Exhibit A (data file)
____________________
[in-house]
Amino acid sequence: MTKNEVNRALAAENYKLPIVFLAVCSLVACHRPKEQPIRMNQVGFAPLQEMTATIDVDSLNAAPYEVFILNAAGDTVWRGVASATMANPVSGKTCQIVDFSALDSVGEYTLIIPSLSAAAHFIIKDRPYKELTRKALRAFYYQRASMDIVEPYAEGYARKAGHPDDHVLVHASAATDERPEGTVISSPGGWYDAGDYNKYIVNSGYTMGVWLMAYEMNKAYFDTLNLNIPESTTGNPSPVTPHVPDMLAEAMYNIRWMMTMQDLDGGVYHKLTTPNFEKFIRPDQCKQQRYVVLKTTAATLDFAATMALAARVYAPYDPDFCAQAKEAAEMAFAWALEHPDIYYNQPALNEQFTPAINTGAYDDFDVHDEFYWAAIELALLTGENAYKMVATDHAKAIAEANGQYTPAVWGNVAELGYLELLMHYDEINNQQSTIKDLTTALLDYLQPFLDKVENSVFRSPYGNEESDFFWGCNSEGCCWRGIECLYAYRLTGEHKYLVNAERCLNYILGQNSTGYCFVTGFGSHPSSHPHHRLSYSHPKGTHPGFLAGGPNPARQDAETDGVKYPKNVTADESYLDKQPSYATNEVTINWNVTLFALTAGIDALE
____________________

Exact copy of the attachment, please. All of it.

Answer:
[in-house]
Amino acid sequence: MTKNEVNRALAAENYKLPIVFLAVCSLVACHRPKEQPIRMNQVGFAPLQEMTATIDVDSLNAAPYEVFILNAAGDTVWRGVASATMANPVSGKTCQIVDFSALDSVGEYTLIIPSLSAAAHFIIKDRPYKELTRKALRAFYYQRASMDIVEPYAEGYARKAGHPDDHVLVHASAATDERPEGTVISSPGGWYDAGDYNKYIVNSGYTMGVWLMAYEMNKAYFDTLNLNIPESTTGNPSPVTPHVPDMLAEAMYNIRWMMTMQDLDGGVYHKLTTPNFEKFIRPDQCKQQRYVVLKTTAATLDFAATMALAARVYAPYDPDFCAQAKEAAEMAFAWALEHPDIYYNQPALNEQFTPAINTGAYDDFDVHDEFYWAAIELALLTGENAYKMVATDHAKAIAEANGQYTPAVWGNVAELGYLELLMHYDEINNQQSTIKDLTTALLDYLQPFLDKVENSVFRSPYGNEESDFFWGCNSEGCCWRGIECLYAYRLTGEHKYLVNAERCLNYILGQNSTGYCFVTGFGSHPSSHPHHRLSYSHPKGTHPGFLAGGPNPARQDAETDGVKYPKNVTADESYLDKQPSYATNEVTINWNVTLFALTAGIDALE